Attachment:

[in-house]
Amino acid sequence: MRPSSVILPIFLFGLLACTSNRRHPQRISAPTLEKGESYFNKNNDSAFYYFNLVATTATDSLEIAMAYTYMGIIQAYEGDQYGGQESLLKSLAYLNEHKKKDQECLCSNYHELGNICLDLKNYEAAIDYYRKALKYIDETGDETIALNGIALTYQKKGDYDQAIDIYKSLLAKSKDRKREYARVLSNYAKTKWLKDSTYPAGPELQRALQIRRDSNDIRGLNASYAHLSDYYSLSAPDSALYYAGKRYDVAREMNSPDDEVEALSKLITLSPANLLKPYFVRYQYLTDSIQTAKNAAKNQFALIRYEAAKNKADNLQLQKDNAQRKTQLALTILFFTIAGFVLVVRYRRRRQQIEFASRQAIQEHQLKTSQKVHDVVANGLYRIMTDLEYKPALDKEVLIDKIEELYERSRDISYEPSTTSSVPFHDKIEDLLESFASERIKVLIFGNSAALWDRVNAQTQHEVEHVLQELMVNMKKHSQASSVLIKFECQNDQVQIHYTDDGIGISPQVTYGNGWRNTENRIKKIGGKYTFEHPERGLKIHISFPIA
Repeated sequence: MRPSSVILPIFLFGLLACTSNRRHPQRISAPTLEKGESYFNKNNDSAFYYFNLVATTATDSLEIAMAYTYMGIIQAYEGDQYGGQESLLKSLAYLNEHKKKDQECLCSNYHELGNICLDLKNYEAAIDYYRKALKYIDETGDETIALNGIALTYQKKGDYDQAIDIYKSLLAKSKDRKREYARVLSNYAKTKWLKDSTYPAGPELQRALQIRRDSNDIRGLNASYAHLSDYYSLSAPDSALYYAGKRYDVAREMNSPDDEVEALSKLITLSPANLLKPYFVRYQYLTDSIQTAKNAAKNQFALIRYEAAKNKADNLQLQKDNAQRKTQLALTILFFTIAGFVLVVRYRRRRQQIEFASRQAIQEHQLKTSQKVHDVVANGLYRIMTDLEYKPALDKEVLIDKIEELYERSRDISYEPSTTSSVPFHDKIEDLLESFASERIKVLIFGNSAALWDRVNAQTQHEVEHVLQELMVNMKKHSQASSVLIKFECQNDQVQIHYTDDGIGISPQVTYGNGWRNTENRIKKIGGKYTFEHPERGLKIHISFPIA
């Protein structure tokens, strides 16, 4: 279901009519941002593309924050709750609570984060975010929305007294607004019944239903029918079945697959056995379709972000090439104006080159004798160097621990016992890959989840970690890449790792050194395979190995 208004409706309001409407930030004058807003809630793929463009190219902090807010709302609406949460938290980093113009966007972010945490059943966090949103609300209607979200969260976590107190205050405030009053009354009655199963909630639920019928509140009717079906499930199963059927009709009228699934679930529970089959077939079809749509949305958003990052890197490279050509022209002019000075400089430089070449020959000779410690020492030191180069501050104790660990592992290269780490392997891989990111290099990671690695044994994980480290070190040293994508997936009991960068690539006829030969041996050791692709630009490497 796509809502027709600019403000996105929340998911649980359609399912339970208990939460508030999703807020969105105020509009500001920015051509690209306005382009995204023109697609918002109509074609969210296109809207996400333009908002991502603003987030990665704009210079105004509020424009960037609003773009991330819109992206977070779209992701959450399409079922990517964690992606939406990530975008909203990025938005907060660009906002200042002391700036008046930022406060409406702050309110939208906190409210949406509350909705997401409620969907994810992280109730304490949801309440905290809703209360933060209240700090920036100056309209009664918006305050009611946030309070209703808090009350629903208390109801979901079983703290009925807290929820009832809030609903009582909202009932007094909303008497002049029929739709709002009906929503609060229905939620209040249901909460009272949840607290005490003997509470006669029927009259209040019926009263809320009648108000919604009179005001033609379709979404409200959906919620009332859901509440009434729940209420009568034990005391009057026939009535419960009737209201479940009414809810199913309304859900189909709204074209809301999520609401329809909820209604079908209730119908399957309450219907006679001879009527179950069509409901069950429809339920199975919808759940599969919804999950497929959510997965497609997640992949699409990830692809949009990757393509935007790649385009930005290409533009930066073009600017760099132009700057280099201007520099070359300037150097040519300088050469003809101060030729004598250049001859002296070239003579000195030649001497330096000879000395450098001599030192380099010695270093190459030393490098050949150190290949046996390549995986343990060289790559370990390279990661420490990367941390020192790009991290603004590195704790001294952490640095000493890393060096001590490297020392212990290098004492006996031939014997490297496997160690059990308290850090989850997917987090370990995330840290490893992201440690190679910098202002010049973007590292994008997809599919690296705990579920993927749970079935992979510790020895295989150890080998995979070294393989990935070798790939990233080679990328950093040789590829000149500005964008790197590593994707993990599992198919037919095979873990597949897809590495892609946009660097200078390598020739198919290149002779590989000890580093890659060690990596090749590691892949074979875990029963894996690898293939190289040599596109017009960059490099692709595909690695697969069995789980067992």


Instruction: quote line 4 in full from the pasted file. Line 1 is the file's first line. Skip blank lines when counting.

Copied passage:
């Protein structure tokens, strides 16, 4: 279901009519941002593309924050709750609570984060975010929305007294607004019944239903029918079945697959056995379709972000090439104006080159004798160097621990016992890959989840970690890449790792050194395979190995 208004409706309001409407930030004058807003809630793929463009190219902090807010709302609406949460938290980093113009966007972010945490059943966090949103609300209607979200969260976590107190205050405030009053009354009655199963909630639920019928509140009717079906499930199963059927009709009228699934679930529970089959077939079809749509949305958003990052890197490279050509022209002019000075400089430089070449020959000779410690020492030191180069501050104790660990592992290269780490392997891989990111290099990671690695044994994980480290070190040293994508997936009991960068690539006829030969041996050791692709630009490497 796509809502027709600019403000996105929340998911649980359609399912339970208990939460508030999703807020969105105020509009500001920015051509690209306005382009995204023109697609918002109509074609969210296109809207996400333009908002991502603003987030990665704009210079105004509020424009960037609003773009991330819109992206977070779209992701959450399409079922990517964690992606939406990530975008909203990025938005907060660009906002200042002391700036008046930022406060409406702050309110939208906190409210949406509350909705997401409620969907994810992280109730304490949801309440905290809703209360933060209240700090920036100056309209009664918006305050009611946030309070209703808090009350629903208390109801979901079983703290009925807290929820009832809030609903009582909202009932007094909303008497002049029929739709709002009906929503609060229905939620209040249901909460009272949840607290005490003997509470006669029927009259209040019926009263809320009648108000919604009179005001033609379709979404409200959906919620009332859901509440009434729940209420009568034990005391009057026939009535419960009737209201479940009414809810199913309304859900189909709204074209809301999520609401329809909820209604079908209730119908399957309450219907006679001879009527179950069509409901069950429809339920199975919808759940599969919804999950497929959510997965497609997640992949699409990830692809949009990757393509935007790649385009930005290409533009930066073009600017760099132009700057280099201007520099070359300037150097040519300088050469003809101060030729004598250049001859002296070239003579000195030649001497330096000879000395450098001599030192380099010695270093190459030393490098050949150190290949046996390549995986343990060289790559370990390279990661420490990367941390020192790009991290603004590195704790001294952490640095000493890393060096001590490297020392212990290098004492006996031939014997490297496997160690059990308290850090989850997917987090370990995330840290490893992201440690190679910098202002010049973007590292994008997809599919690296705990579920993927749970079935992979510790020895295989150890080998995979070294393989990935070798790939990233080679990328950093040789590829000149500005964008790197590593994707993990599992198919037919095979873990597949897809590495892609946009660097200078390598020739198919290149002779590989000890580093890659060690990596090749590691892949074979875990029963894996690898293939190289040599596109017009960059490099692709595909690695697969069995789980067992």